For Halloween, celebrate and relax

This Wednesday, exactly one week removed from the walkout that marked the biggest on-campus protest in nearly 40 years, another protest was held on Shaw Avenue south of the Save Mart Center.

Where fees and furloughs sparked fury last week, this protest had a different theme: the selling of racist costumes at Halloween Express.
The protest was much smaller – around 10 people – and involved no bullhorns or chants. One participant, who was also involved in the walkout and gave the alias “Chewy,” spoke about the group’s message:

“They have a couple of so-called Mexican costumes, they have a Mexican portrayed with a sombrero and a tequila bottle. They have Native American costumes that are offensive to Native American culture.” Chewy added that he himself was Mexican and that the store also sold “White Trash” costumes that the group found offensive.

The Collegian newsroom consists of many ethnicities and economic backgrounds. And yet no one who was shown pictures of the costumes could summon true emotion at the images.

The “Mexican with a Tequila bottle” costume was nowhere to be found inside, either as a reaction to the protest or because it had sold out. Halloween Express employee Ricardo Andrade said he simply hadn’t seen it recently.

But there were costumes of Mexicans sporting sombreros and mustaches to be found. A Native American costume featured traditional dress and a headband, which could be considered a stereotype.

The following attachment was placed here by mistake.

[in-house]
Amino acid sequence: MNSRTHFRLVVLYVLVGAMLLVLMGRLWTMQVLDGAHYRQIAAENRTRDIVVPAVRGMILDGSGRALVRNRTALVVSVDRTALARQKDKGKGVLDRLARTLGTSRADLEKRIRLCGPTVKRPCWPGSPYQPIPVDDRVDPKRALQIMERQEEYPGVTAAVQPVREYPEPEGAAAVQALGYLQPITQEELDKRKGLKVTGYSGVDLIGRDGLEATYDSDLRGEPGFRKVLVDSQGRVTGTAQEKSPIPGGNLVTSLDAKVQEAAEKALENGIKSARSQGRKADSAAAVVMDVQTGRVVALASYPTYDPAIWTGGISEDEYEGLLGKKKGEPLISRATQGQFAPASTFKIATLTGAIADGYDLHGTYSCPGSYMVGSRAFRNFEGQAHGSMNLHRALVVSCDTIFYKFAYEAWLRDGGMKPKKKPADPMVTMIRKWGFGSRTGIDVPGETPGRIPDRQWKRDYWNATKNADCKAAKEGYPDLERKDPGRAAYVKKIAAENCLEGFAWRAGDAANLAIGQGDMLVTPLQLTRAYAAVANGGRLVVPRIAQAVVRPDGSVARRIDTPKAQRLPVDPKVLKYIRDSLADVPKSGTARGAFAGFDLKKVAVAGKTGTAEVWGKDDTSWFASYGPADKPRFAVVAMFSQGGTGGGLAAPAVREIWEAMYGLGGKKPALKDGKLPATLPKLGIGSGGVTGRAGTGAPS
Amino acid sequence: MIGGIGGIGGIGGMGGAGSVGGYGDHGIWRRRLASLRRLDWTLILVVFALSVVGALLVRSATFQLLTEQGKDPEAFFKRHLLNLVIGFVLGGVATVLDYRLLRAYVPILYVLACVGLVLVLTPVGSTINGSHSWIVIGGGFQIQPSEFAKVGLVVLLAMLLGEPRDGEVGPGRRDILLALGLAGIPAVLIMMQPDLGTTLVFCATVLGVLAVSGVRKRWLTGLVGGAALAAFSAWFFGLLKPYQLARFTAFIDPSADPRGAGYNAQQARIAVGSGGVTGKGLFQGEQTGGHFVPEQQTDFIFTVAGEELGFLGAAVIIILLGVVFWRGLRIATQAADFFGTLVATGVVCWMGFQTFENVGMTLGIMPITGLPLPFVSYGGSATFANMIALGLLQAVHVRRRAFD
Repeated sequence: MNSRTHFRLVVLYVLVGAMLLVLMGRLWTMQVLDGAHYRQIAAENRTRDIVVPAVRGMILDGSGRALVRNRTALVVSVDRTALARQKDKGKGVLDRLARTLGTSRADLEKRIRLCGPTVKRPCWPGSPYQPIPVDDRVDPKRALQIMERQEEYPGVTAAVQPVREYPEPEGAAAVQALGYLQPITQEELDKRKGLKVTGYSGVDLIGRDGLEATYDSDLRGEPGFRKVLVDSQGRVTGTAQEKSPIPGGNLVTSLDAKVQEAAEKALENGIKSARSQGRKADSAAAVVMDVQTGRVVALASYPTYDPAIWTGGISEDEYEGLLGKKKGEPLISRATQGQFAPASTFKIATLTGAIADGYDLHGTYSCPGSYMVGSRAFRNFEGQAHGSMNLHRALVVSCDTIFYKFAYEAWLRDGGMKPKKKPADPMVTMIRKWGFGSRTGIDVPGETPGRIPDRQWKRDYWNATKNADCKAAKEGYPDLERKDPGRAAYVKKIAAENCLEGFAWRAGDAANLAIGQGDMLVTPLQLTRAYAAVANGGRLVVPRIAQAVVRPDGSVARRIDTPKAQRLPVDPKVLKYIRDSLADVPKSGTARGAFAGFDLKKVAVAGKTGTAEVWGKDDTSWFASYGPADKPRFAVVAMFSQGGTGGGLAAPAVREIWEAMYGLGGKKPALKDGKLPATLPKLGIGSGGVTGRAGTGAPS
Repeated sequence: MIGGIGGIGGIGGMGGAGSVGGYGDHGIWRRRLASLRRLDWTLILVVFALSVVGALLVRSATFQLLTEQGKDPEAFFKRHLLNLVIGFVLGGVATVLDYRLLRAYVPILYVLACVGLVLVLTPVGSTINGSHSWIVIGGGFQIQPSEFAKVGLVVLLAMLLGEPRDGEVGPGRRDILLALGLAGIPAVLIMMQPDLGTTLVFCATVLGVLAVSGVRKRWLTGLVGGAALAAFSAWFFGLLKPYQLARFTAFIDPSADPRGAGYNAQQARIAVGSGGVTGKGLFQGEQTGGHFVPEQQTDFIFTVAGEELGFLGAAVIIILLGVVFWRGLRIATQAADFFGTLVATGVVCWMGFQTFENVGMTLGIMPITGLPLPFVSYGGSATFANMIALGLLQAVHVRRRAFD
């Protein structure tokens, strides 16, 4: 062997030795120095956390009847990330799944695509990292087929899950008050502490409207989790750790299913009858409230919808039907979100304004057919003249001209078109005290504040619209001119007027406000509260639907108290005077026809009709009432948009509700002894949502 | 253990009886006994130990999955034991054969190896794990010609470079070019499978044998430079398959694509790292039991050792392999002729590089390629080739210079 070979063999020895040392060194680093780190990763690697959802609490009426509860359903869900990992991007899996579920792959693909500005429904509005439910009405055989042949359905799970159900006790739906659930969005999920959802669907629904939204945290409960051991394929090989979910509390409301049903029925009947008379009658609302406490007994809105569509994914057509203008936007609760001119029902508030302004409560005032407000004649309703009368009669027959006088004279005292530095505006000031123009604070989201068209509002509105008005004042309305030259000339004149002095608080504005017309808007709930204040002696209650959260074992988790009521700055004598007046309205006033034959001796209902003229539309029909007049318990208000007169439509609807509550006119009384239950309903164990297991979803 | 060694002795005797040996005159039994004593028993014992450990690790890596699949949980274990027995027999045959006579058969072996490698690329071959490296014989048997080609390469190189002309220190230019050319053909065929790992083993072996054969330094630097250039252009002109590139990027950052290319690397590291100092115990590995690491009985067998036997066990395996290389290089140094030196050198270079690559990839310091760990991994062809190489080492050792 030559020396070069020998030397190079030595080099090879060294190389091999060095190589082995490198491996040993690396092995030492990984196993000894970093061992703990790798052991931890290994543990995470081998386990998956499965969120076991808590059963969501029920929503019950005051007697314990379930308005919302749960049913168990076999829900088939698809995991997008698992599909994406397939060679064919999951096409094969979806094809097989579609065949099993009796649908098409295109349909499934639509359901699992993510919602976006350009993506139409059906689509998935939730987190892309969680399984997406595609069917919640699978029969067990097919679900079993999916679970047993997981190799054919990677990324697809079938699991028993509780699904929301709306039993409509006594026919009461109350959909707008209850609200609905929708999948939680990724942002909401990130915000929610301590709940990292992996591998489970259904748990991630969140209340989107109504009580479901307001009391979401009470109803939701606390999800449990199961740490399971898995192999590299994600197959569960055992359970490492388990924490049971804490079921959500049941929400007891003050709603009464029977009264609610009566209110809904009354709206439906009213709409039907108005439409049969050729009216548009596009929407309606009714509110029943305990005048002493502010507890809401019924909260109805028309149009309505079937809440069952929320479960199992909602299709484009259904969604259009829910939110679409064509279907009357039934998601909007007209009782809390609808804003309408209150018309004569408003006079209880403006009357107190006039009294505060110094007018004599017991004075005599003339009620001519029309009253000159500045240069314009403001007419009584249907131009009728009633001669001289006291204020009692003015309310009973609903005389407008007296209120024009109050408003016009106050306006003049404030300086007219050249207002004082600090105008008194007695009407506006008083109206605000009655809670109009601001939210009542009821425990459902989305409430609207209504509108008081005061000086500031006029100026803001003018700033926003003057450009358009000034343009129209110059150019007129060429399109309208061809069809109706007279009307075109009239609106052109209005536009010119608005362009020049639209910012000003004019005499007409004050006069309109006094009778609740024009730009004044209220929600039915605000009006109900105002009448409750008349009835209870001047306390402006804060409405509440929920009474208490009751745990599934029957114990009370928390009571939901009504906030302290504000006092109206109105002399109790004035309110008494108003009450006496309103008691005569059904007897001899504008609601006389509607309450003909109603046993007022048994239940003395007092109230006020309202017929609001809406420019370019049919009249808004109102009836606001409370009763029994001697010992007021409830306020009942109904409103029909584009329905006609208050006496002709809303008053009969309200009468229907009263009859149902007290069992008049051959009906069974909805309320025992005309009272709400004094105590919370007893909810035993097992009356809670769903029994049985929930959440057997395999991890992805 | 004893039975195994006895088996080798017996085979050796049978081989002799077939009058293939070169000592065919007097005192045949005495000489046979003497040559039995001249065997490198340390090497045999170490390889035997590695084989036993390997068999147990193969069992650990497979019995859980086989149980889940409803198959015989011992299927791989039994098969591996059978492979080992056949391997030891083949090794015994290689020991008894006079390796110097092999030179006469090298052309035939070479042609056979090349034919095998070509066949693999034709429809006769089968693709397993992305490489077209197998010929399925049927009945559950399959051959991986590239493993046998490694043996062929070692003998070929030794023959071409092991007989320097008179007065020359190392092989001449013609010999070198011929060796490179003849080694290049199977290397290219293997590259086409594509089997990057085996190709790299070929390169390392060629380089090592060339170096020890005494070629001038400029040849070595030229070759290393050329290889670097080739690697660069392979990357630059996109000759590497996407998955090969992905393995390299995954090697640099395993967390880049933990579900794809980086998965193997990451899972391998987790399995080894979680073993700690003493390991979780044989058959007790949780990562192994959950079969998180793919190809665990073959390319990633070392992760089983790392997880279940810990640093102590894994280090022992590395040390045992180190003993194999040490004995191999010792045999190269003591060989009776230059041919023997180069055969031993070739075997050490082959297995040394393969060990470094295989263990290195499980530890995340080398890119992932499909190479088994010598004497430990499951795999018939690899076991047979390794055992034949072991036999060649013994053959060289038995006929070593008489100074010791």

However, if we are considering the appropriateness of these costumes, which are not necessarily meant to be accurate, questions inevitably arise about other costumes. There were snake charmer costumes sold in the store which could be considered insensitive to Middle Eastern cultures.

There were pimp costumes, which could offend African Americans. There were Leprechaun costumes, possibly odious to the Irish who had to drop the “O” from their surname at Ellis Island for fear of discrimination. And, as “Chewy” mentioned, “White Trash” costumes could upset white people.

But why stop at racism? The store sold priest outfits that no doubt would be worn to drinking parties. Pregnant nun outfits were available, surely an affront to devout Catholics who have decided to remain celibate and serve their God.

In fact, sexism seems to run rampant in the very definition of Halloween as adults see it. Men’s costumes are often used for comedic purposes, while many women’s costumes serve as an excuse to wear revealing clothing.

And what of overtly sexist costumes? Halloween Express sold one costume where the wearer – presumably a male – would dress up as a giant breast with a squeaking nipple. The package encouraged buying two at once so friends could go as a pair.

A key and lock two-person set and a similar socket-and-wall-outlet combo obviously would not work for the LGBT community who are fighting so hard for their rights.

If these examples, and indeed this entire argument, seem silly or provoke laughter, it is because they are intended to.

Halloween is a break from the stresses of everyday life, a chance to be careless and free for a night and wear a creative costume.

Ricardo Andrade, a shopper in the store and member of a Latino fraternity, may have said it best, “For me, I don’t take things to the heart… It’s just Halloween and time to have fun and not take things too seriously.”


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Fun & games, 10-30-09